Summers and Rachel Lipson have written a remarkable Op-Ed in the Boston Globe, and Larry a deeper follow-on piece on the Washington Post Wonkblog, detailing the 5 year struggle to repair a bridge that took 11 months to build in 1911.
The narrow story:
How, we ask, could our society have regressed to the point where a bridge that could be built in less than a year one century ago takes five times as long to repair today?
In order to adhere to strict historical requirements overseen by the Massachusetts Historical Commission, the Massachusetts Department of Transportation had to order special bricks, cast by a company in Maine, to meet special size and appearance specifications from the bridge’s inception in 1912.
...extensive permitting and redesigns haven’t helped.And the rest reads like a typical Wall Street Journal oped anecdote of regulatory incompetence, fodder for my next weekly summary.
Larry's Post follow on is deeper:
Investigating the reasons behind the bridge blunders have helped to illuminate an aspect of American sclerosis — a gaggle of regulators and veto players, each with the power to block or to delay, ...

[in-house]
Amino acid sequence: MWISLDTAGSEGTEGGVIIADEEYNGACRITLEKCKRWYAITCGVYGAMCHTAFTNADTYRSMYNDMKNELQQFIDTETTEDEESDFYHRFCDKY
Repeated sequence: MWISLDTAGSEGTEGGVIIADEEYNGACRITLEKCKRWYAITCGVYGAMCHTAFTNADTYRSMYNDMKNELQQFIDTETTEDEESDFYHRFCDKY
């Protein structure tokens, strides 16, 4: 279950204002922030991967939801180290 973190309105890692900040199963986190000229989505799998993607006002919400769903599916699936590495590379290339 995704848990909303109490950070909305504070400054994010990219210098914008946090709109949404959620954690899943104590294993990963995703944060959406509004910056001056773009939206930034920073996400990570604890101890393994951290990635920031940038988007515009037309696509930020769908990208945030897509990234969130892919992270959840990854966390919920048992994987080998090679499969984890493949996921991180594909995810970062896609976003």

At one level this explains why, despite the overwhelming case for infrastructure investment, there is so much resistance from those who think it will be carried out ineptly.Stop for a moment here. This sentence is a watershed moment. Larry is one of our foremost public-intellectual economists. He's been arguing for years for infrastructure spending, first as "shovel-ready" stimulus to fight the recession, lately as the remedy for "secular stagnation." So far, he's been arguing mostly for more money, and not highlighting regulatory roadblocks. The Democratic party (not Larry) line is that infrastructure is the fault of stingy Republicans who won't spend the money.
But here is Larry, listening, and urging his readers to listen. Savor the sentence: "This explains why.. there is so much resistance from those who think it will be carried out ineptly." How often, in American public life these days, do we see a prominent, party-aligned, public intellectual listen hard and understand what's bothering the other side? No, it's not that they are stingy, mean-hearted, evil, or whatever. It's that they don't trust the money to be spent on the right thing, in the right place, in finite time. They have a point.